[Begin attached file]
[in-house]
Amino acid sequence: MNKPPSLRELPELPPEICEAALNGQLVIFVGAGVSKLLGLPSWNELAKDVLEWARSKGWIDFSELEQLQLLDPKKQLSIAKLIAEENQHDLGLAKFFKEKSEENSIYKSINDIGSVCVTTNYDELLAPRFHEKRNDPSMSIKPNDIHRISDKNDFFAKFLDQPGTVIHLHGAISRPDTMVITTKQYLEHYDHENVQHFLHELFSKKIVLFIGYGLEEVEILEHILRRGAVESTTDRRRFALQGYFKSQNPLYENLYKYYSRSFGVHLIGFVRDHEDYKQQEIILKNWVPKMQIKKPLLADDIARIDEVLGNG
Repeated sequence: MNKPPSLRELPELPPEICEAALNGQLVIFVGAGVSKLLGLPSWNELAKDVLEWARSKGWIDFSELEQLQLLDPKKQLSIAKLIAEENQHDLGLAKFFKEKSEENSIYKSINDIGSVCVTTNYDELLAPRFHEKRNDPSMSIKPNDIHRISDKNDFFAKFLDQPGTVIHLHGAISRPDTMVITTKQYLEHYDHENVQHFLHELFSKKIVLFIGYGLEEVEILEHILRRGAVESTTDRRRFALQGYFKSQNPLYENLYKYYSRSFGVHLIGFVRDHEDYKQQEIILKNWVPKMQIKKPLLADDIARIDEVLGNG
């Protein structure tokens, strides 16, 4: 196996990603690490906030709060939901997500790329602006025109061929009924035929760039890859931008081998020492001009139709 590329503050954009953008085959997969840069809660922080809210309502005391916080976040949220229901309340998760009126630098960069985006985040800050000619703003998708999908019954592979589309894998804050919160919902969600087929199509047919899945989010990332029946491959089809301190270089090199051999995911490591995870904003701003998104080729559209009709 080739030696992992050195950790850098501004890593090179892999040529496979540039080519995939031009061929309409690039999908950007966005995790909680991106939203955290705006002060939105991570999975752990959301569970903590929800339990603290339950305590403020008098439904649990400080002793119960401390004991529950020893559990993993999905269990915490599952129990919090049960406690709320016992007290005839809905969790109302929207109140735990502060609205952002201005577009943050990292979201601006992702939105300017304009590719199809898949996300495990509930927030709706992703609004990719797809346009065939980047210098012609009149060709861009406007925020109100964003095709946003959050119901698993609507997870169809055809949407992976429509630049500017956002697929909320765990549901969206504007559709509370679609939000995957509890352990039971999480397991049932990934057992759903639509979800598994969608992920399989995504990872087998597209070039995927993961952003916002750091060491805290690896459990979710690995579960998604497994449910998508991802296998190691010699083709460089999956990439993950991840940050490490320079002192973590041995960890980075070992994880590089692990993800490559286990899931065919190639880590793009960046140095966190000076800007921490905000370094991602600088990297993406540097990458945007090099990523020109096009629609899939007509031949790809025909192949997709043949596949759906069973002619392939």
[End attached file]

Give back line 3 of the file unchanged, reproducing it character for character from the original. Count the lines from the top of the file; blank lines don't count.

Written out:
Repeated sequence: MNKPPSLRELPELPPEICEAALNGQLVIFVGAGVSKLLGLPSWNELAKDVLEWARSKGWIDFSELEQLQLLDPKKQLSIAKLIAEENQHDLGLAKFFKEKSEENSIYKSINDIGSVCVTTNYDELLAPRFHEKRNDPSMSIKPNDIHRISDKNDFFAKFLDQPGTVIHLHGAISRPDTMVITTKQYLEHYDHENVQHFLHELFSKKIVLFIGYGLEEVEILEHILRRGAVESTTDRRRFALQGYFKSQNPLYENLYKYYSRSFGVHLIGFVRDHEDYKQQEIILKNWVPKMQIKKPLLADDIARIDEVLGNG